"Half of my life so downhearted, I'm already an old man; standing alone in my study, the evening
wind moans. Bright pearls from beneath my brush can't be sold anywhere; so I fling them here, cast
them there, amidst the wild vines." -Xu Wei
"The art market," writes Robert Hughes, "is always converting works of art into passive fictions of eternity and immutability, of transcendent value for which no price may necessarily be too high." Mind boggling rises in value for art at auction are legendary, but don't depend on this process if you are risk adverse. Fluctuations in value are also part of the art investment territory. For example, Victorian painter Lawrence Alma-Tadema's The Finding of Moses sold for $25,000 in 1905, but the artist's pictures were so passe by 1942 that the painting sold for $682. By 2010, in a rising art market, the same painting became one of Hughe's "passive fictions of eternity and immutability," and was reevaluated, selling at auction for $23.5 million. In the same booming market, the work of artist Sam Gillian, whose canvases were priced around $1500, was "rediscovered" by a dealer and in November 2015 a Gillian painting sold for $315,000 at Christie's in New York.
More Americans go to art museums than go to football games, supporting Hughes' observation "almost all American TV is shit tailored to morons. It is a vast exercise in condescension by quite smart people to millions of others whom they assume to be much dumber than they actually are."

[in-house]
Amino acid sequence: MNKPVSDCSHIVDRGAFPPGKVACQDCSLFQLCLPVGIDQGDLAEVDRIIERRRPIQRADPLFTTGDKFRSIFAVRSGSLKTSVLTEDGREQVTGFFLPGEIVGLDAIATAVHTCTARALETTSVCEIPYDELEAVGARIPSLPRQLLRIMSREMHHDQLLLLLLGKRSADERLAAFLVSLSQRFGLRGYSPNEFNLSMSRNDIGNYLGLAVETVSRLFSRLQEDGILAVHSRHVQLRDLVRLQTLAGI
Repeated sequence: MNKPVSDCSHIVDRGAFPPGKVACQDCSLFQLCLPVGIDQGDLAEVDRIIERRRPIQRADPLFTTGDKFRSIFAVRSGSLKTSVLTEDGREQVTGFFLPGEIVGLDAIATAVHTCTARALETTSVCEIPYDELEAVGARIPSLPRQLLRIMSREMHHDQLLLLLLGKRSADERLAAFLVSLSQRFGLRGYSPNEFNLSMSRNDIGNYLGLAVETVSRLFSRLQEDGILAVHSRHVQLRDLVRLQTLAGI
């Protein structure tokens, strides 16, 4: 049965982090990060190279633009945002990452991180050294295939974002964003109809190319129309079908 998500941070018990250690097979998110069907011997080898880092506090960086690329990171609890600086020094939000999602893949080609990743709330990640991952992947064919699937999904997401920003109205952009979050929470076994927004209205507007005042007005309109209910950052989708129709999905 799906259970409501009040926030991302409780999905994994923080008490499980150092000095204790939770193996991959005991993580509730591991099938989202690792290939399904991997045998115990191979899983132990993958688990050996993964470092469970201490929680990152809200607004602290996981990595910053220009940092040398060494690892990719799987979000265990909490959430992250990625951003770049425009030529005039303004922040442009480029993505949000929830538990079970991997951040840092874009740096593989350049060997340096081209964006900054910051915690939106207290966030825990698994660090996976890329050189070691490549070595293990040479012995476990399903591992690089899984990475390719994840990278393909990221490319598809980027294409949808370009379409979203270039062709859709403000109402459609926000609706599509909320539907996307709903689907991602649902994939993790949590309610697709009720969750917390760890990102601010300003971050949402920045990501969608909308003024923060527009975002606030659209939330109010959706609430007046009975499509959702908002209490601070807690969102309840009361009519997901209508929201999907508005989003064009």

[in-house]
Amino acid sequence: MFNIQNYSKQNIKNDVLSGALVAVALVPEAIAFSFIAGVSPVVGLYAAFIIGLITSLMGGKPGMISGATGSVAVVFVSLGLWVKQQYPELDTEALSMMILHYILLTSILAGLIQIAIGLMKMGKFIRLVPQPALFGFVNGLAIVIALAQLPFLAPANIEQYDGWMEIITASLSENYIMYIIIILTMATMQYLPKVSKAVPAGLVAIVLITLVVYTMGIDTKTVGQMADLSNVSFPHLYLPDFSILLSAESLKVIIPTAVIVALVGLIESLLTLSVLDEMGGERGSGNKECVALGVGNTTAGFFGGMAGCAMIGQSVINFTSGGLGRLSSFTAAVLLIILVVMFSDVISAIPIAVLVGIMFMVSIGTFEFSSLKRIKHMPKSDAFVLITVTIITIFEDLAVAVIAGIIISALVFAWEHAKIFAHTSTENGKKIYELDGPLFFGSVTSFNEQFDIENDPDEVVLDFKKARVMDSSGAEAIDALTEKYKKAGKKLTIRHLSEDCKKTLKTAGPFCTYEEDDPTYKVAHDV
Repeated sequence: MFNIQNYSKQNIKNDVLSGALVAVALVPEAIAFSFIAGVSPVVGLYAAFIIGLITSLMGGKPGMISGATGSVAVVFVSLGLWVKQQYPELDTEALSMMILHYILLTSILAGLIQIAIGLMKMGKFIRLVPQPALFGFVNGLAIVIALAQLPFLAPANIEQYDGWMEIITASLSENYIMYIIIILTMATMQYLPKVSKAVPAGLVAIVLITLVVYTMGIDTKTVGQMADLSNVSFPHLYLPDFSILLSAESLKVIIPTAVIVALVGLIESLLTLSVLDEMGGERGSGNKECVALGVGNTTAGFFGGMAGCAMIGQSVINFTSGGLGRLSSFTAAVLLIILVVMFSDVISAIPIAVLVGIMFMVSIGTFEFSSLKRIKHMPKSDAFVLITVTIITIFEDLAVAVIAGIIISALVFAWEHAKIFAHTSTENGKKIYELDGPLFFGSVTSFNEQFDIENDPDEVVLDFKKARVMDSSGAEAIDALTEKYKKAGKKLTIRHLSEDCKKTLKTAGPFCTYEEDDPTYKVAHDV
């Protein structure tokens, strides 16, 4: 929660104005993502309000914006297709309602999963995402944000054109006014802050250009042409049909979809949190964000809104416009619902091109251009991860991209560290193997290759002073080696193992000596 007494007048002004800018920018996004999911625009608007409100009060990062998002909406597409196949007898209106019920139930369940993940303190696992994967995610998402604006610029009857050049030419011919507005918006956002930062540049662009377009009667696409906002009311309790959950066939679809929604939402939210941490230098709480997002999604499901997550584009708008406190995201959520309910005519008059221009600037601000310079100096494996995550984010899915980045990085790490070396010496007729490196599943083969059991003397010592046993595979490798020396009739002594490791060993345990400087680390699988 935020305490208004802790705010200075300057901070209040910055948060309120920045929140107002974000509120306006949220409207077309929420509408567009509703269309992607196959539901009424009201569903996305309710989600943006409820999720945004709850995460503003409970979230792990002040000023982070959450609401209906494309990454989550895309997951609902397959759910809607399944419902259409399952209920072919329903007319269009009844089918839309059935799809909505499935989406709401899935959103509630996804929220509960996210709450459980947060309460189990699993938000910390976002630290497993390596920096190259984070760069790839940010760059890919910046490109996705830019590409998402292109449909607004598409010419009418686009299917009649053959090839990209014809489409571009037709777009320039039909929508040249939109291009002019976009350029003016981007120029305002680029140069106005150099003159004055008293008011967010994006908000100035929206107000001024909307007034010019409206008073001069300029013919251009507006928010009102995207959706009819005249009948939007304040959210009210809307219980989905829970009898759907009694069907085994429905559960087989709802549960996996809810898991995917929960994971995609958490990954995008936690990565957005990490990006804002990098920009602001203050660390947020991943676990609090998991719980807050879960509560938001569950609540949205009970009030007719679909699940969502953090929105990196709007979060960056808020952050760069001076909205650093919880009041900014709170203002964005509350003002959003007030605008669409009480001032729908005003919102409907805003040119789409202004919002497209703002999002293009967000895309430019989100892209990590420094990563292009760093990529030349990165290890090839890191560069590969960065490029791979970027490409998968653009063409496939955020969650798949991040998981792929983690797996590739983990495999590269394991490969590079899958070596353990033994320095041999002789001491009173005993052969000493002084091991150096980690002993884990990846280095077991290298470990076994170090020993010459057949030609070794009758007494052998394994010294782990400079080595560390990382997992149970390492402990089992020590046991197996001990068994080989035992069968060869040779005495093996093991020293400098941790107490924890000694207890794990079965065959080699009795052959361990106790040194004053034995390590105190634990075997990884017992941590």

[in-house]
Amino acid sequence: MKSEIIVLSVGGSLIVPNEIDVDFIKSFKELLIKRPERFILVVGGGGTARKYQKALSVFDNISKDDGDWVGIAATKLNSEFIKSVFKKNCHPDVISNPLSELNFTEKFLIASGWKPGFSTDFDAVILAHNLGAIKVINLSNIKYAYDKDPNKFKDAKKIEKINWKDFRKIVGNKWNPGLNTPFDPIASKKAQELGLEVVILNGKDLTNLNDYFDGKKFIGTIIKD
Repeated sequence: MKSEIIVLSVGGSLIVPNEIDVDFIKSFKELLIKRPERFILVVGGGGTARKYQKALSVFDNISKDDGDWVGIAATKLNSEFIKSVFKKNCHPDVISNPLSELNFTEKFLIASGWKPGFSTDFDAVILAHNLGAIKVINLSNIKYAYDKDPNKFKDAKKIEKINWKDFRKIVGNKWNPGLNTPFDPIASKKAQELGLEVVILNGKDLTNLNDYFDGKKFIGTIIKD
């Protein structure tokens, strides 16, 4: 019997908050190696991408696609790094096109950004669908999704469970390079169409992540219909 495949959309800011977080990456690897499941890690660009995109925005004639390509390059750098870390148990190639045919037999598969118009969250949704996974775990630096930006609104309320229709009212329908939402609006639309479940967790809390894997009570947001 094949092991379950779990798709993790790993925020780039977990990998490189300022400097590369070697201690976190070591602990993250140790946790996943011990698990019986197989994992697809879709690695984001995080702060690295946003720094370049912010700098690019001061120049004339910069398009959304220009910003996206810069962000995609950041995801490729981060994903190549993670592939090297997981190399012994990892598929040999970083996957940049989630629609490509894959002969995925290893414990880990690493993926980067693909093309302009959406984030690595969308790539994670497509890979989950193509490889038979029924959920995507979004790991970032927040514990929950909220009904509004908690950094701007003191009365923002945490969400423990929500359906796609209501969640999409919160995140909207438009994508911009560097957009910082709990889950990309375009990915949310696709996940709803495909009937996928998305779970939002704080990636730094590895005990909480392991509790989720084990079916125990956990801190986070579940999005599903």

Excerpt from my Guest Book
"Charming Darling! Too, too Divine. When Beresford returns from his bone fishing trip with Jimmy Cadwalder and Rokie Melon, I'm going to insist that we have all of our friends over for an art party and we can all invest in your charming blue-chip art. This will appeal to Beresford; he is so stodgy about normal artists, (dirty Bohemians) . . . but he will adore your blue-chip paintings. You see, he looks after our money, and he only keeps blue-chip stocks in the portfolio, so of course, you see what fun this will be ! ! ! I do hope your prices aren't too
high! ! ! My husband feels that art should never have more than two digits before the comma--is that possible? Oh, Mr. Whisenant, may I call you Stewart? We do look forward to our little splurge, and if I serve a few of my special cocktails, I'm sure that our little art party will be a smashing success! Of course Stewart, I feel as though we have known each other for a hundred years so perhaps it wouldn't be too forward of me to ask if you ever paint nudes. I can tell from your art that you are a man who knows how to handle a woman, and I do play tennis at the club every day, and although I am no longer a teenager, I do turn a few middle-aged heads. So, if you do accept figure models . . . Well, back to business, I think you are the most brilliant artist, and please call me." - Tinki Tipton
Lily and Jane Van Tassel at the November 2012 Oxford Arts Alliance show. In his article about the exhibit, Chester County Press art critic John Chambless wrote: "The doleful expression of the hulking beast in 'Bad Bull' by Stewart Whisenant is immediately appealing, and his other works--'Super Fly' and 'Free Bird' -- have a similar folky charm."